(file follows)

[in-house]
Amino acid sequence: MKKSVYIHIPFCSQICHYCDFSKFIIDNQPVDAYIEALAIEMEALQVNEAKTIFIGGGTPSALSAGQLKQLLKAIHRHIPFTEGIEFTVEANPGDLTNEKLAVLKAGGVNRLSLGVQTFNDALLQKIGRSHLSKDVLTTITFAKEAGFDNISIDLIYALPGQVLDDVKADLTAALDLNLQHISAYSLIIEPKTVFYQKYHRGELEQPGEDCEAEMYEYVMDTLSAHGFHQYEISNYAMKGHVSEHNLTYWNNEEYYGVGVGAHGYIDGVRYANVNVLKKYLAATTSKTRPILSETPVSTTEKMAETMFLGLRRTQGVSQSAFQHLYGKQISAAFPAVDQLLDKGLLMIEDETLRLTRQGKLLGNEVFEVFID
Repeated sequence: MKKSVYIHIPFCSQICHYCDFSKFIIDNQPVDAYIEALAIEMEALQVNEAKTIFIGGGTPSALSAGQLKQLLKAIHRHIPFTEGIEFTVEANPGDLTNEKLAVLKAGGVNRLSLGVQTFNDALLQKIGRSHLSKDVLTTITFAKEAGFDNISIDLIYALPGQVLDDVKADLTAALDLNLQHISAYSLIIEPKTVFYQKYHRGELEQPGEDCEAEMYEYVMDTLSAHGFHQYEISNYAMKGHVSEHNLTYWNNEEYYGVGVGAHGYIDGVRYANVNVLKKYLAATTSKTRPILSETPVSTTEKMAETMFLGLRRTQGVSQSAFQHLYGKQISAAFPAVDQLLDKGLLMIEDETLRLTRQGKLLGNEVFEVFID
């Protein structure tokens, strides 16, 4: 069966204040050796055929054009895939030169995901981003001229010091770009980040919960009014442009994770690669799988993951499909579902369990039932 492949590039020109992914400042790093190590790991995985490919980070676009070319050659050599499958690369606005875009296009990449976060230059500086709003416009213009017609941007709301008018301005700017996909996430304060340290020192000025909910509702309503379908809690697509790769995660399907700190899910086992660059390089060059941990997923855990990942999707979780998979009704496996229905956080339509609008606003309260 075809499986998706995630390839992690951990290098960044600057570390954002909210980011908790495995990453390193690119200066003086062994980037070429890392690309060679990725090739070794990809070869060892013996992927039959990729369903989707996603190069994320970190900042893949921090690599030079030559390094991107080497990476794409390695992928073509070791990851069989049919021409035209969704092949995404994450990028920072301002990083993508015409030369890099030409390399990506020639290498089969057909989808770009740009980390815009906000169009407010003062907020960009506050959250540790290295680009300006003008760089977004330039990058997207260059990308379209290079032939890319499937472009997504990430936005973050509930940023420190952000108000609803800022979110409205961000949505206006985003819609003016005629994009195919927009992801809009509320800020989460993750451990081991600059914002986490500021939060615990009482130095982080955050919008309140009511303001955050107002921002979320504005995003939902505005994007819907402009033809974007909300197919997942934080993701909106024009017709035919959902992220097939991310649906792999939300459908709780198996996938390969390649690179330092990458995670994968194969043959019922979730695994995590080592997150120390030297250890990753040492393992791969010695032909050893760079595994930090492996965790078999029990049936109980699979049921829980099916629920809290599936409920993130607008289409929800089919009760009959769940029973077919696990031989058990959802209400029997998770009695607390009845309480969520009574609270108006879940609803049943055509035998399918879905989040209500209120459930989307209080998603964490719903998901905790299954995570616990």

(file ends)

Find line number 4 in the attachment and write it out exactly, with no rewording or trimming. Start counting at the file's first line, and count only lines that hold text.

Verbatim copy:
């Protein structure tokens, strides 16, 4: 069966204040050796055929054009895939030169995901981003001229010091770009980040919960009014442009994770690669799988993951499909579902369990039932 492949590039020109992914400042790093190590790991995985490919980070676009070319050659050599499958690369606005875009296009990449976060230059500086709003416009213009017609941007709301008018301005700017996909996430304060340290020192000025909910509702309503379908809690697509790769995660399907700190899910086992660059390089060059941990997923855990990942999707979780998979009704496996229905956080339509609008606003309260 075809499986998706995630390839992690951990290098960044600057570390954002909210980011908790495995990453390193690119200066003086062994980037070429890392690309060679990725090739070794990809070869060892013996992927039959990729369903989707996603190069994320970190900042893949921090690599030079030559390094991107080497990476794409390695992928073509070791990851069989049919021409035209969704092949995404994450990028920072301002990083993508015409030369890099030409390399990506020639290498089969057909989808770009740009980390815009906000169009407010003062907020960009506050959250540790290295680009300006003008760089977004330039990058997207260059990308379209290079032939890319499937472009997504990430936005973050509930940023420190952000108000609803800022979110409205961000949505206006985003819609003016005629994009195919927009992801809009509320800020989460993750451990081991600059914002986490500021939060615990009482130095982080955050919008309140009511303001955050107002921002979320504005995003939902505005994007819907402009033809974007909300197919997942934080993701909106024009017709035919959902992220097939991310649906792999939300459908709780198996996938390969390649690179330092990458995670994968194969043959019922979730695994995590080592997150120390030297250890990753040492393992791969010695032909050893760079595994930090492996965790078999029990049936109980699979049921829980099916629920809290599936409920993130607008289409929800089919009760009959769940029973077919696990031989058990959802209400029997998770009695607390009845309480969520009574609270108006879940609803049943055509035998399918879905989040209500209120459930989307209080998603964490719903998901905790299954995570616990």